America's election systems have operated smoothly for more than 200 years because the Electoral College accomplishes its intended purposes. Some academics have criticized the Electoral College for years. It has been called an "anachronism" that "thwarts" democratic principles, "constitutional stupidity," or even a "dangerous game" with "many built-in pitfalls" that are "bound to destroy us." In 1967, the American Bar Association blasted the system, calling it "archaic, undemocratic, complex, ambiguous, indirect, and dangerous." The negative views of today's academics are starkly at odds with the universal admiration for the system at the time it was created. Alexander Hamilton, for instance, publicly deemed the Electoral College "excellent. Other delegates at the Constitutional Convention agreed with him: They viewed the Electoral College as one of the new Constitution's great achievements. Today's unenthusiastic views would almost certainly surprise these early patriots.

The Electoral College Vote. The Constitution provides for a presidential election among the states, rather than among individuals. In this election, each state is granted a certain number of representatives, called electors, to cast votes on its behalf. This national vote among the states is often referred to as the vote of the Electoral College.

States are allocated one elector for each of their representatives in Congress. Each state therefore automatically receives a minimum of three votes, as it is entitled to at least two Senators and one Congressman, regardless of population. Adoption of the 23rd Amendment in 1961 provided the District of Columbia with at least three electoral votes, as if it were a state. There are currently 538 total electors. Following the 2000 census, California has the most electors (55), while seven states plus the District of Columbia have the minimum number of electors (3).

State legislatures decide how to appoint electors for this national election, and it is generally agreed that the legislatures may appoint electors in any manner that they choose. Each state except Maine and Nebraska currently uses a "winner-take-all" system, whereby the presidential candidate winning the state's popular vote is awarded the state's entire slate of electors. Maine and Nebraska each give two electoral votes to the winner of the state's popular vote and select the remaining electors by congressional district.

To be elected President, a candidate needs a majority of these states' electoral votes, which are cast in December. He does not need a majority of the direct popular vote cast on Election Day. At this time, 270 votes constitute a majority of the Electoral College and will win the presidency for a candidate.

Contrary to modern perceptions, the founding generation did not intend to create a direct democracy. To the contrary, the Founders deliberately created a republic--or, arguably, a republican democracy--that would incorporate a spirit of compromise and deliberation into decision-making. Such a form of government, the Founders believed, would allow them to achieve two potentially conflicting objectives: avoiding the "tyranny of the majority" inherent in pure democratic systems, while allowing the "sense of the people" to be reflected in the new American government. Moreover, a republican government, organized on federalist principles, would allow the delegates to achieve the most difficult of their tasks: enabling large and small sovereign states to live peacefully alongside each other.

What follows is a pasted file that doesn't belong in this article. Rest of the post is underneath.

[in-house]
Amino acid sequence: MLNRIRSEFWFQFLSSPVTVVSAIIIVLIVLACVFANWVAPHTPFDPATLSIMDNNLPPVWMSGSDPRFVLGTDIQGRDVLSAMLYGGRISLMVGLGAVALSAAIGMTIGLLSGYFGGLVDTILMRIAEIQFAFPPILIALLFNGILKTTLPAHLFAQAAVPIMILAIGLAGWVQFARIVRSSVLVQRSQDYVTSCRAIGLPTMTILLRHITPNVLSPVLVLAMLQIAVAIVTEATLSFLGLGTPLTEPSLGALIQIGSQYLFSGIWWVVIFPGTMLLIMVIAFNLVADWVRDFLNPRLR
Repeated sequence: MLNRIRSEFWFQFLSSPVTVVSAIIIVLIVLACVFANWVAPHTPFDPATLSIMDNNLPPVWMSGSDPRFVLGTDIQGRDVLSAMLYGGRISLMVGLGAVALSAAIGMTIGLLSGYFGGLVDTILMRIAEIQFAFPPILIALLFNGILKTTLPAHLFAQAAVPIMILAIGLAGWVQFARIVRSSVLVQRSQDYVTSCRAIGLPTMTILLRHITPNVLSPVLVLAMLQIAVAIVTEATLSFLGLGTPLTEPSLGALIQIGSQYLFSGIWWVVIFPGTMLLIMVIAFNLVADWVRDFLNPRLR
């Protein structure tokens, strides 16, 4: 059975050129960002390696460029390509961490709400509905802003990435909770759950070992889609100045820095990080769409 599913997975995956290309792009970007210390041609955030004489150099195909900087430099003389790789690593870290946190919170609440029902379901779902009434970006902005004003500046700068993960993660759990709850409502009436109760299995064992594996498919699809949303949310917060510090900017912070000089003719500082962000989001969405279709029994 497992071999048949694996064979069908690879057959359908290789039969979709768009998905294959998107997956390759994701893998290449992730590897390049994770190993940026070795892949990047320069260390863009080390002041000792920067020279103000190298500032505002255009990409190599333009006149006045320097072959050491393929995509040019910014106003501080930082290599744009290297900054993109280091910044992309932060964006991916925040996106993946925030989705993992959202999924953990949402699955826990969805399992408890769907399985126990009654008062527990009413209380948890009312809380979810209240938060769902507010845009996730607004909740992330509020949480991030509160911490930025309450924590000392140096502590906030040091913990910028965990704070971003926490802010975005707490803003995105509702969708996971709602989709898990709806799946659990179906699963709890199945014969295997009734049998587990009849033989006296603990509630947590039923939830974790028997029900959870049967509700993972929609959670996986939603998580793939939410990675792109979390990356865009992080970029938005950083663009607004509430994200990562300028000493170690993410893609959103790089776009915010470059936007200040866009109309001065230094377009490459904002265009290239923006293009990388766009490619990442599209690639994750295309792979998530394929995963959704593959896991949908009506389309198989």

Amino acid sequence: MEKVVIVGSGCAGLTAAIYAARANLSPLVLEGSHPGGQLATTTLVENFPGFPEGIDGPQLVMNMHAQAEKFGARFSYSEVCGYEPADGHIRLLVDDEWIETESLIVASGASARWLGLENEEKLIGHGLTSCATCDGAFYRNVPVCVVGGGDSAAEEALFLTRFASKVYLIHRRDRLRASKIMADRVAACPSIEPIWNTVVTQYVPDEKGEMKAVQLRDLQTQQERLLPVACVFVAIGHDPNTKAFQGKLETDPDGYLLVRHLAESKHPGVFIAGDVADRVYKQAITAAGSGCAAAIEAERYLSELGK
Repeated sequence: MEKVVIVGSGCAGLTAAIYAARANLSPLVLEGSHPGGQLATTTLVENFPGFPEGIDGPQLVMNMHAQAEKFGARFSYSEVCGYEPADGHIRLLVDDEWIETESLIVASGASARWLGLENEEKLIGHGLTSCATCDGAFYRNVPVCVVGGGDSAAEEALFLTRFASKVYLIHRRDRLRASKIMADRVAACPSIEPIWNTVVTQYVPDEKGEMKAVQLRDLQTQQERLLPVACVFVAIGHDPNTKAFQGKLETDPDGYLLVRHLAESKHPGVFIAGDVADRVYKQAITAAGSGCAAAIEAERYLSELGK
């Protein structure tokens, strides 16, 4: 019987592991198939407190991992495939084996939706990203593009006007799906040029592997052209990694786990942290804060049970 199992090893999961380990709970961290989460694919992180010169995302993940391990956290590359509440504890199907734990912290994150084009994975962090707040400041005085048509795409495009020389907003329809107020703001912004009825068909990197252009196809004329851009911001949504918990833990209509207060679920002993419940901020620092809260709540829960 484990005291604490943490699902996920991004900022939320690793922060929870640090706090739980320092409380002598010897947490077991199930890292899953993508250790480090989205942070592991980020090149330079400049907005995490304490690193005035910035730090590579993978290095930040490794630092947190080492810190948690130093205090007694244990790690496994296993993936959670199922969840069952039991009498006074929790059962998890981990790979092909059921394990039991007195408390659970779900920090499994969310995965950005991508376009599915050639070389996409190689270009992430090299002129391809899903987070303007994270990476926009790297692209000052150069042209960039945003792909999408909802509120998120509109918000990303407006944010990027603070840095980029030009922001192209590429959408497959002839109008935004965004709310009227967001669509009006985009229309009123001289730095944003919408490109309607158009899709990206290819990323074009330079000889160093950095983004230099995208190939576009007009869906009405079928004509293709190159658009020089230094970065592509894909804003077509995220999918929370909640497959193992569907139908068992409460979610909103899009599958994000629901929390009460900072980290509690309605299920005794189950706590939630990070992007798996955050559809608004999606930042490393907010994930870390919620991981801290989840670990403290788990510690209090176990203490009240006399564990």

The authors of the Constitution had studied the history of many failed democratic systems, and they strove to create a different form of government. Indeed, James Madison, delegate from Virginia, argued that unfettered majorities such as those found in pure democracies tend toward tyranny. Madison stated it this way:

"[In a pure democracy], [a] common passion or interest will, in almost every case, be felt by a majority of the whole; a communication and concert results from the form of government itself; and there is nothing to check the inducements to sacrifice the weaker party or an obnoxious individual. Hence it is that such democracies have ever been spectacles of turbulence and contention; have ever been found incompatible with personal security or the rights of property; and have in general been as short in their lives as they have been violent in their deaths." James Madison

The Electoral College was considered to fit perfectly within this republican, federalist government that had been created. The system would allow majorities to rule, but only while they were reasonable, broad-based, and not tyrannical. The election process was seen as a clever solution to the seemingly unsolvable problem facing the Convention--finding a fair method of selecting the Executive for a nation composed of both large and small states that have ceded some, but not all, of their sovereignty to a central government. "`[T]he genius of the present [Electoral College] system,'" a 1970 Senate report concluded, "`is the genius of a popular democracy organized on the federal principle.'"

The Founding Fathers created a stable, well-planned and carefully designed system--and it works. Past elections, even the elections of Presidents who lost the popular vote, are testaments to the ingenuity of the Founding Fathers. In each case, the victor was able to succeed only because his opponent did not build the national coalition that is required by the Electoral College. In each case, smaller states were protected from their larger neighbors. In each case, the presidential election system functioned effectively to give the country a President with broad-based support.

Alexander Hamilton was right when he described the Electoral College in The Federalist No. 68. Perhaps the Electoral College is imperfect--but a perfect solution is doubtless unachievable. Nevertheless, the presidential election process devised by the Framers is certainly excellent.

The wolves are at the door! By Henry Lamb - America is not a democracy. It was never intended to be a democracy. The founders worked hard to see that the new government they created was not a democracy, but a growing segment of the population seems hell-bent on transforming this great nation into a democracy in which the rights of the minority are systematically ignored.

Republic vs. Democracy - (Video 10:35) "A Republic, If You Can Keep It" - The American Form of Government. An explanation of the various forms of government, and why America is not a democracy. (More: Republic vs. Democracy)